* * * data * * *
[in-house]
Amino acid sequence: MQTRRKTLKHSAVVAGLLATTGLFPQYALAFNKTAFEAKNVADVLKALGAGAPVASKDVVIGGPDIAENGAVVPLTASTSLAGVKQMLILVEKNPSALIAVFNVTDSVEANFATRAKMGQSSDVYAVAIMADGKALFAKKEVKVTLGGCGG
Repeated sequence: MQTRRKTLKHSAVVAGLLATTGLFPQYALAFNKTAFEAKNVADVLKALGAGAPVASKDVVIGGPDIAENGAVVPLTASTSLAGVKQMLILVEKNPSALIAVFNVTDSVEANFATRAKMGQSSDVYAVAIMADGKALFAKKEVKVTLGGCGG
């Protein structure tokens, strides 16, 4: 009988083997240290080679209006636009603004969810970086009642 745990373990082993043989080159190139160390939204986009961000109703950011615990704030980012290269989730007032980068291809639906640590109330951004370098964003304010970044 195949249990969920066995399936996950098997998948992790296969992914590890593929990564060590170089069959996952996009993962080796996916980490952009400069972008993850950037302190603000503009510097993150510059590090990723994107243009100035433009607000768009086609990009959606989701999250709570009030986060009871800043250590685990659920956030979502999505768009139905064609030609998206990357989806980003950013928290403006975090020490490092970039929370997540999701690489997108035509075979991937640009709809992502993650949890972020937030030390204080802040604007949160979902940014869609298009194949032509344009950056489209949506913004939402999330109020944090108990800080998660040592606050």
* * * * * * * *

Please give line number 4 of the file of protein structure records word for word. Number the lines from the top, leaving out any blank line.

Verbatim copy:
């Protein structure tokens, strides 16, 4: 009988083997240290080679209006636009603004969810970086009642 745990373990082993043989080159190139160390939204986009961000109703950011615990704030980012290269989730007032980068291809639906640590109330951004370098964003304010970044 195949249990969920066995399936996950098997998948992790296969992914590890593929990564060590170089069959996952996009993962080796996916980490952009400069972008993850950037302190603000503009510097993150510059590090990723994107243009100035433009607000768009086609990009959606989701999250709570009030986060009871800043250590685990659920956030979502999505768009139905064609030609998206990357989806980003950013928290403006975090020490490092970039929370997540999701690489997108035509075979991937640009709809992502993650949890972020937030030390204080802040604007949160979902940014869609298009194949032509344009950056489209949506913004939402999330109020944090108990800080998660040592606050």